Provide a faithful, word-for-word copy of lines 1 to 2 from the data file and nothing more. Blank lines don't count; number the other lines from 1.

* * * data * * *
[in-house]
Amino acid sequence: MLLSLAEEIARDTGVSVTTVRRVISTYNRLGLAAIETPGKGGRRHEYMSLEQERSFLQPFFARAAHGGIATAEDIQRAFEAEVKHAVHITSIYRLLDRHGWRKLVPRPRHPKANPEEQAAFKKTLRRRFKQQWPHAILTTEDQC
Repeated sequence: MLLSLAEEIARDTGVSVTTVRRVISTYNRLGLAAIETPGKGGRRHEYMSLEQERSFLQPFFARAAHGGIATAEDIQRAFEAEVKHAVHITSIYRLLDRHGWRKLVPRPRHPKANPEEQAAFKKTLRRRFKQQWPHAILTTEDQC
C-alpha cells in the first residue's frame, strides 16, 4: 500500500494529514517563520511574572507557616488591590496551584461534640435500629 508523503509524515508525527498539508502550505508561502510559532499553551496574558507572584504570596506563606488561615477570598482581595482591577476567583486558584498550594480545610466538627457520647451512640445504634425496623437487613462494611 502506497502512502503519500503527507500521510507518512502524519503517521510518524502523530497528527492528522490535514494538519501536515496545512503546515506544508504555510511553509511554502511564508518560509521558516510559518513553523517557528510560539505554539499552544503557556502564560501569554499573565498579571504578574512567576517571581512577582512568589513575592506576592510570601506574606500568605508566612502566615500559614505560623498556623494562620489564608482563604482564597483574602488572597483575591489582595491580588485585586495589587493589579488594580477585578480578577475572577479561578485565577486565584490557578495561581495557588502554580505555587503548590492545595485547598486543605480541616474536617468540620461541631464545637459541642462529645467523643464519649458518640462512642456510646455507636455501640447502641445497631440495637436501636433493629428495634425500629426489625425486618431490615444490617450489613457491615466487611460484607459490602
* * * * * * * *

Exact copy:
[in-house]
Amino acid sequence: MLLSLAEEIARDTGVSVTTVRRVISTYNRLGLAAIETPGKGGRRHEYMSLEQERSFLQPFFARAAHGGIATAEDIQRAFEAEVKHAVHITSIYRLLDRHGWRKLVPRPRHPKANPEEQAAFKKTLRRRFKQQWPHAILTTEDQC